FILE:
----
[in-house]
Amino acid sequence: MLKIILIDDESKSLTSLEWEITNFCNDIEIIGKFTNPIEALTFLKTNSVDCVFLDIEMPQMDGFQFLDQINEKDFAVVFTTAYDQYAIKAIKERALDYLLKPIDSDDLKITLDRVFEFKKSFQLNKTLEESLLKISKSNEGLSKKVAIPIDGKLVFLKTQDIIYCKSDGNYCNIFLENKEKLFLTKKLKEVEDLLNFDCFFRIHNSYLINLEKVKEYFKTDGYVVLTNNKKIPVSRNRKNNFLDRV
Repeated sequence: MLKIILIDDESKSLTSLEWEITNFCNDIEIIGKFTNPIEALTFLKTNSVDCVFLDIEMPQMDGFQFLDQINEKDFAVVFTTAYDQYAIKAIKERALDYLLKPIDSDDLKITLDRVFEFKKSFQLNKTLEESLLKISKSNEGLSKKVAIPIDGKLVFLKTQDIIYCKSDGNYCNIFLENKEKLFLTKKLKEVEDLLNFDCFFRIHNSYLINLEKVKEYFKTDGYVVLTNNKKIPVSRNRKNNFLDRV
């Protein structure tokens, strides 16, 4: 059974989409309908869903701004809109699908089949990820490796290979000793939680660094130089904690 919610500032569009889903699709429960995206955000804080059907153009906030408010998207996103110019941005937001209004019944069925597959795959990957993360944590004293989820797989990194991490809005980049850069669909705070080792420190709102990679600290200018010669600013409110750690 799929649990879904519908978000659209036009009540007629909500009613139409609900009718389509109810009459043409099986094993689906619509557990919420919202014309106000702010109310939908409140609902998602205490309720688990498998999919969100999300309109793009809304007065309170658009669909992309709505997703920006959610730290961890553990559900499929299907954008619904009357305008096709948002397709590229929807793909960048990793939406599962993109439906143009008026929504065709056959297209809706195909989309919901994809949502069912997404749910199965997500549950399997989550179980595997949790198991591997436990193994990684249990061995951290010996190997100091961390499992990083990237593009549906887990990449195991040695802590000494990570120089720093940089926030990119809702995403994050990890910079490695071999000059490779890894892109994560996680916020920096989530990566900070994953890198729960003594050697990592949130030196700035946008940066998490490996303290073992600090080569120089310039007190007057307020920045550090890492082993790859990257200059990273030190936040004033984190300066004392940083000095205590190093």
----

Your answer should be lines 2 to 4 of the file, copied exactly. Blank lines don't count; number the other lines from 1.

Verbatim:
Amino acid sequence: MLKIILIDDESKSLTSLEWEITNFCNDIEIIGKFTNPIEALTFLKTNSVDCVFLDIEMPQMDGFQFLDQINEKDFAVVFTTAYDQYAIKAIKERALDYLLKPIDSDDLKITLDRVFEFKKSFQLNKTLEESLLKISKSNEGLSKKVAIPIDGKLVFLKTQDIIYCKSDGNYCNIFLENKEKLFLTKKLKEVEDLLNFDCFFRIHNSYLINLEKVKEYFKTDGYVVLTNNKKIPVSRNRKNNFLDRV
Repeated sequence: MLKIILIDDESKSLTSLEWEITNFCNDIEIIGKFTNPIEALTFLKTNSVDCVFLDIEMPQMDGFQFLDQINEKDFAVVFTTAYDQYAIKAIKERALDYLLKPIDSDDLKITLDRVFEFKKSFQLNKTLEESLLKISKSNEGLSKKVAIPIDGKLVFLKTQDIIYCKSDGNYCNIFLENKEKLFLTKKLKEVEDLLNFDCFFRIHNSYLINLEKVKEYFKTDGYVVLTNNKKIPVSRNRKNNFLDRV
């Protein structure tokens, strides 16, 4: 059974989409309908869903701004809109699908089949990820490796290979000793939680660094130089904690 919610500032569009889903699709429960995206955000804080059907153009906030408010998207996103110019941005937001209004019944069925597959795959990957993360944590004293989820797989990194991490809005980049850069669909705070080792420190709102990679600290200018010669600013409110750690 799929649990879904519908978000659209036009009540007629909500009613139409609900009718389509109810009459043409099986094993689906619509557990919420919202014309106000702010109310939908409140609902998602205490309720688990498998999919969100999300309109793009809304007065309170658009669909992309709505997703920006959610730290961890553990559900499929299907954008619904009357305008096709948002397709590229929807793909960048990793939406599962993109439906143009008026929504065709056959297209809706195909989309919901994809949502069912997404749910199965997500549950399997989550179980595997949790198991591997436990193994990684249990061995951290010996190997100091961390499992990083990237593009549906887990990449195991040695802590000494990570120089720093940089926030990119809702995403994050990890910079490695071999000059490779890894892109994560996680916020920096989530990566900070994953890198729960003594050697990592949130030196700035946008940066998490490996303290073992600090080569120089310039007190007057307020920045550090890492082993790859990257200059990273030190936040004033984190300066004392940083000095205590190093």